I do believe that. Obviously there’s data behind that, that supports that [the second year after an ACL tear is better than the first]. Having a full offseason to recover and really be healthy. Even though he hasn’t been here (during OTAs), he’s had the rest and he hasn’t had the wear and tear on him. That’s why I do think that he can definitely regain what he had a couple of years ago, and still be a dominant left tackle. Still play for a few more years.

A few more years? OK, maybe Doug’s getting a little ahead of himself. For now, Peters and the Eagles have to worry about him getting through the 2019 season. Everything at this point in his illustrious career has to be year to year. 

And there are two ways to look at Peters this season: 

1. Yeah, he’s another year removed from the ACL tear and it takes time. Of course, he should be better this year. We’ve heard about how Carson Wentz didn’t have full explosion in his knee last season and the same thing was probably true of Peters too. Later in the 2018 season, despite a myriad of other injuries, Peters said he was feeling more like himself as his knee continued to strengthen. The further away from the knee injury he gets, the more back to himself he’ll be. 

2. Are you kidding me? You think time is helping Peters? Time is hurting him. Steve Miller Band and Seal warned you about this! Time keeps on slipping, slipping, slipping into the future. Peters is 37 years old and getting older by the day. Father Time is undefeated and all that. Maybe his explosion wasn’t there in 2018, but the rest of his body started to fall apart too. He had quad and biceps injuries that plagued him for most of the season. Why would you expect that to get better now that he’s a year older? 

At least this season, if Peters can’t stay healthy, the Eagles will have a better contingency plan than just plugging Halapoulivaati Vaitai in at left tackle. They traded up in the first round to draft Andre Dillard with the 22nd pick. If everything goes according to the master plan, Dillard will be a backup in 2019 and then take over the left tackle spot in 2020 and hold it for the next decade. But if Peters can’t get through this season, the Dillard Era could start a little prematurely. That would be OK, but the Eagles brought Peters back at a discounted rate to play this season. 

Peters was born on Jan. 22, 1982, so he’ll be 37 years old for the entirety of the 2019 season. There are just 11 active players (still on NFL rosters) older than him. Five of those 11 are quarterbacks, three are long snappers, one’s a kicker. There are just two other position players older than Peters: TE Ben Watson and OT Andrew Whitworth. 

Here’s that full list of players: 

K Adam Vinatieri - Dec. 28, 1972 (47)
QB Tom Brady - Aug. 3, 1977 (42)
LS John Denney - Dec. 13, 1978 (41)
QB Drew Brees - Jan. 15, 1979 (40)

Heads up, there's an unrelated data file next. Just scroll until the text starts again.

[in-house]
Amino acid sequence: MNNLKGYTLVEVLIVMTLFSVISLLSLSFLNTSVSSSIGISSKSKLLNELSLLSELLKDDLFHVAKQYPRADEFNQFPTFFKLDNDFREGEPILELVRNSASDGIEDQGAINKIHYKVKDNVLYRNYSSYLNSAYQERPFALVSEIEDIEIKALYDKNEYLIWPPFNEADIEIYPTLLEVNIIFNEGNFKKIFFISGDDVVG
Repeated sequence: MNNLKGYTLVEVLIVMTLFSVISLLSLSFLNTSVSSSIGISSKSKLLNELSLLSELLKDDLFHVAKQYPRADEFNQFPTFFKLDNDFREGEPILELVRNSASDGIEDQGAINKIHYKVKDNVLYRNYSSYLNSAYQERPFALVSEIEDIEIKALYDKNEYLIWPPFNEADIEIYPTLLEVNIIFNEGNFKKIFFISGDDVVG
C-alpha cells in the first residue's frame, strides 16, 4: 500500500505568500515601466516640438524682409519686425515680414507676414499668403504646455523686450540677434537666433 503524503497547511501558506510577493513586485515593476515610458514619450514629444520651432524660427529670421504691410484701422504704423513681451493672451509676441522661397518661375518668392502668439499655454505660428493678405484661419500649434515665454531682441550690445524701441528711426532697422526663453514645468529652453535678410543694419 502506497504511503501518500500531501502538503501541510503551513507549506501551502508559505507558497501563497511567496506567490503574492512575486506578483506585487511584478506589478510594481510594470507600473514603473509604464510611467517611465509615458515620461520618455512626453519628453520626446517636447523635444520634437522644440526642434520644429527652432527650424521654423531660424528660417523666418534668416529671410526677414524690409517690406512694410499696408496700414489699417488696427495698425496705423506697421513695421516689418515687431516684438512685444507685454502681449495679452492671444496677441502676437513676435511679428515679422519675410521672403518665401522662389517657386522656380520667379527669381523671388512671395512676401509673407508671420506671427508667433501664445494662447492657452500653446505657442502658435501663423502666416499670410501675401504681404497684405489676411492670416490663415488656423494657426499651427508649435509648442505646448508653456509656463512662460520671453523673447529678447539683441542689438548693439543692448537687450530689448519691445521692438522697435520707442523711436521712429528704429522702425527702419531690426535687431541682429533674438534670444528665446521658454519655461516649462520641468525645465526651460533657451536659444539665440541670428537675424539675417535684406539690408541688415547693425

TE Ben Watson - Dec. 18, 1980 (39)
QB Eli Manning - Jan. 3, 1981 (38)
LS L.P. Ladouceur - March 13, 1981 (38)
QB Matt Schaub - June 25, 1981 (38)
LS Don Muhlbach - Aug. 17, 1981 (38)
QB Philip Rivers - Dec. 8, 1981 (38)
OT Andrew Whitworth - Dec. 12, 1981 (38) 

Whitworth is about a month and a half older than Peters and has had a nice career. Kind of a late-bloomer, Whitworth has spent the last two years with the Rams, missing just one game. He didn’t make it to a Pro Bowl last year, but had made the previous three. He’s about the same age as Peters and although he hasn’t had the same caliber career, he’s been able to play at a high level deep into his 30s. 

Most people seem to agree Peters is heading to Canton one day, so let’s take a closer look at Hall-of-Fame offensive linemen who have played at 37 or older in the modern era: 

C Kevin Mawae: 2009 (38), 2008 (37)
OG Bruce Matthews: 2001 (40), 2000 (39), 1999 (38), 1998 (37)
OG Randall McDaniel: 2001 (37) 
OT Jackie Slater: 1994 (40), 1993 (39), 1992 (38), 1991 (37)
C Mike Webster: 1990 (38), 1989 (37)
C Mick Tingelhoff: 1978 (38), 1977 (37)
OG Gene Hickerson: 1973 (38), 1972 (37)
RT Forrest Gregg: 1970 (37)

You’ll notice that most of the members of that group are interior offensive linemen or became interior offensive linemen later in their careers. Not many tackles. Typically, to play tackle, probably even more so in today’s NFL, quickness is needed. Quickness is one of those attributes that tends to fade with age. 

Basically, the point here is that it’s hard for an offensive linemen, especially tackles, to play deep into their 30s. It’s even somewhat rare for the best of the best, the guys who have made it into the Hall of Fame. 

The Eagles are hoping to squeeze one more year out of an all-time great. It’s worth noting that 80 percent of Peters is still better than a lot of tackles in the NFL and it’s equally worth noting that the Eagles are in win-now mode. Their window to win championships is open right now. They have a solid backup plan, but if Peters somehow could turn back the clock and re-find his dominant form, it would only help the cause. 

During training camp and the season, the Eagles will do everything in their power to limit the wear and tear on Peters’ body and prepare him to play on Sundays. We’ll find out soon enough if Pederson is right.